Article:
‘The move of the government is not legally right. These institutions don’t give religious instructions, rather they teach religion, history and languages’
Waquar Hasan | Clarion India
NEW DELHI – Assam government’s move to convert government-run madarssas into general schools is being seen by Muslims as an unconstitutional move to harass the community. They view it as yet another proof of the ruling Bharatiya Janata Party’s anti-minority policy and a direct attack on the community.
A bill to this effect was passed in the Assam Legislative Assembly last week. Opposition parties like Congress and AIUDF vehemently opposed the move but the ruling party managed to get through the bill which abolishes the Assam Madrassa Education (Provincialization) Act, 1995 and the Assam Madrassa Education (Provincialization of Services of Employees and Re-Organisation of Madrassa Educational Institutions) Act, 2018.
It will come into force from April 1.
There are over 600 government-run madarssas in the state where 140,000 students study. The Assam Madrassa Teachers’ Association (AMTA) said that they will challenge the bill in the court of law.
Assam Education Minister Himanta Bisw Sarma, who has been leading the campaign against the madarssas, has set his sights on privately-run madrassas. The minister has said that he will come up with another law that would make it mandatory for the private madarssas to register with the government for running religious institutions.
Aman Wadud, a prominent lawyer at the Gawahati High Court, said that the move of the government is against constitutional spirit.
“If you look at it from a legal point of view, the government-run madarssas are not religious institutions but they are the institution for study about religion. The move of the government is not legally right. These institutions don’t give religious instructions, rather they teach religion, history and languages. These things are taught everywhere. You go to universities in the United States, you would see the Centre for Islamic studies. Even in Assam, Arabic literature is taught in colleges,” Wadud said while talking to Clarion India.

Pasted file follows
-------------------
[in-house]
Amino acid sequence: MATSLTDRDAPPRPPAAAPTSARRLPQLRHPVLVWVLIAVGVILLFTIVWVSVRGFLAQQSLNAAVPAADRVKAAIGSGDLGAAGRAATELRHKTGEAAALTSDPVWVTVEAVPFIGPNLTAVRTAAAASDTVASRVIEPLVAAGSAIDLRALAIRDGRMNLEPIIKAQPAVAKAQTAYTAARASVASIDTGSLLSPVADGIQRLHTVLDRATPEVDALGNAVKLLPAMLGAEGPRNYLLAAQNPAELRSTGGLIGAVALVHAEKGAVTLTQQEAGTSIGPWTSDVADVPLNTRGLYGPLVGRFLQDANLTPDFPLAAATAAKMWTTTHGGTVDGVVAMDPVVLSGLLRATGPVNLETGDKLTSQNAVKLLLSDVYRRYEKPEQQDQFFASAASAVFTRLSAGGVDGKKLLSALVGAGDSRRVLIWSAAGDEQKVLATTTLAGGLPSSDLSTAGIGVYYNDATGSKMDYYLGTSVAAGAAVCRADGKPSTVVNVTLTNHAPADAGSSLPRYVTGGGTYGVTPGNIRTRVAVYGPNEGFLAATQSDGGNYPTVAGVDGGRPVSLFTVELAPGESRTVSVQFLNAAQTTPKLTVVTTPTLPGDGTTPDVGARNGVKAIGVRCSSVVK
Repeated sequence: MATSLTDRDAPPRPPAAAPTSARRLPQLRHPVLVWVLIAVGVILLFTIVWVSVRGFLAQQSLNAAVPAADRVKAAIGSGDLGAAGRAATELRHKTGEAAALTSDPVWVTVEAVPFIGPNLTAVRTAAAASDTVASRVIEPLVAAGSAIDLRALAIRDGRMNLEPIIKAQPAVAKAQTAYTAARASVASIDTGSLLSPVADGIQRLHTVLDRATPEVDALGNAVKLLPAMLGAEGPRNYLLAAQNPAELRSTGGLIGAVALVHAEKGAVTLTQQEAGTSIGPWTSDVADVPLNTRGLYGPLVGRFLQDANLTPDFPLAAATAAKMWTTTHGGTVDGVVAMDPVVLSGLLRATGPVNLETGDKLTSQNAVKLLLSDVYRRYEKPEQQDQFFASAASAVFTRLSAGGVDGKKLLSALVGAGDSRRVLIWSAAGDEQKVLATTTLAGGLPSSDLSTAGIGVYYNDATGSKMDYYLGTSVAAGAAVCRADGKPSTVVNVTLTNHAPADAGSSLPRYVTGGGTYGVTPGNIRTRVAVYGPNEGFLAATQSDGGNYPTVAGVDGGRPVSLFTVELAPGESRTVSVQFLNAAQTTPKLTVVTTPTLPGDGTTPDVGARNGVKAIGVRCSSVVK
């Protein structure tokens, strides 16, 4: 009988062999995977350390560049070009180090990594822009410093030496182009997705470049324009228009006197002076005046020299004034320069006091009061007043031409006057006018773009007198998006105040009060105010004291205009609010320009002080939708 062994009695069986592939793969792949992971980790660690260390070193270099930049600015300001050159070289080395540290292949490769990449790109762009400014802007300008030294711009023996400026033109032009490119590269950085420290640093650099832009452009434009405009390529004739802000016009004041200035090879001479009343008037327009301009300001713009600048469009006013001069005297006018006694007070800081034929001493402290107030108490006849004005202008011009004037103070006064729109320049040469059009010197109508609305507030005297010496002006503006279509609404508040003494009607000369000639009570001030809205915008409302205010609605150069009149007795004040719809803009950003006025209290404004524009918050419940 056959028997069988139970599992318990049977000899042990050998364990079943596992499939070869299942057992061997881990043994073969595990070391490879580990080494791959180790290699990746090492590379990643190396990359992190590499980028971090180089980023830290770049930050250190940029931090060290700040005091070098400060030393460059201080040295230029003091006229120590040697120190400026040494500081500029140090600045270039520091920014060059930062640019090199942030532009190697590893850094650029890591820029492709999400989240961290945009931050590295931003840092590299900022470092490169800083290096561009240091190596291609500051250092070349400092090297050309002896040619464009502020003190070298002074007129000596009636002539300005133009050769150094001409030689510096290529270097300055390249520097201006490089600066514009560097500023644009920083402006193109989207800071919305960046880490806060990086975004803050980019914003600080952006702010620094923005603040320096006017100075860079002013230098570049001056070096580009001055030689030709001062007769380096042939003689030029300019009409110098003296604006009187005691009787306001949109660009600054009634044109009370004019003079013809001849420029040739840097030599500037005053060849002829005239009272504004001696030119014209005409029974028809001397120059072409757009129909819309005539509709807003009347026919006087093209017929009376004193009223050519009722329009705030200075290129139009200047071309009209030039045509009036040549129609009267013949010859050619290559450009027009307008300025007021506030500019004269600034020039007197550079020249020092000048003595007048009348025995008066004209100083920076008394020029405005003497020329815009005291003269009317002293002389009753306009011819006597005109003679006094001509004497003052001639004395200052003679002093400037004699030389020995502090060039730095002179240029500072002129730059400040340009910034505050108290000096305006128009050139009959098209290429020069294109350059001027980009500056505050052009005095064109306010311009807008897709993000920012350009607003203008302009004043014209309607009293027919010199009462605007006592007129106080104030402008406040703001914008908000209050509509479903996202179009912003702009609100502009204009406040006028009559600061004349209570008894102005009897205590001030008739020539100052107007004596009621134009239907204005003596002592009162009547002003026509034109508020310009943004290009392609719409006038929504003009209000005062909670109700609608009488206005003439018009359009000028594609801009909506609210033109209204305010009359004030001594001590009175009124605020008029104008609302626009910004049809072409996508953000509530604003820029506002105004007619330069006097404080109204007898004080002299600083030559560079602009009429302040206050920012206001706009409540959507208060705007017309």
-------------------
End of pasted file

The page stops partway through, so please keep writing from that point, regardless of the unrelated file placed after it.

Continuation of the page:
“This difference between religious institutions and study on religion was made clear by B.R. Ambedkar in the Constituent Assembly debates when he was asked about the abolition of some institutions in Kolkata where Upanishad used to be taught,” he added.
Burhanuddin Qasmi, a Mumbai-based journalist who hails from Assam, said that this move by the BJP government which goes against education is aiming to harass Muslims and to score political vendetta against them.
“If we accept the government’s argument that education about religion should not be imparted on the government’s funds, then the departments of Vedic, Sanskrit, Arabic, Islamic studies and theology in the Central universities should be abolished. These are all related to religion in one and other ways. If these departments can be funded, then why not Madaraasa Board?,” asked Qasmi, who is a graduate of Darul Ulum Deoband, a world renowned madrassa in Uttar Pradesh.
“The government should have opened more educational institutions. Instead this government is closing down the existing ones. That’s why it is said that this government is the enemy of education. They abolished the institution of madrassas only because Muslims were major beneficiaries. It has become a crime in this country if Muslim benefit from any government’s funds,” he added.
He said these madarssas have been founded on waqf properties which were donated by Muslims. “Now, the government is converting them into schools. This is the biggest injustice done by the BJP government to Muslims,” he added.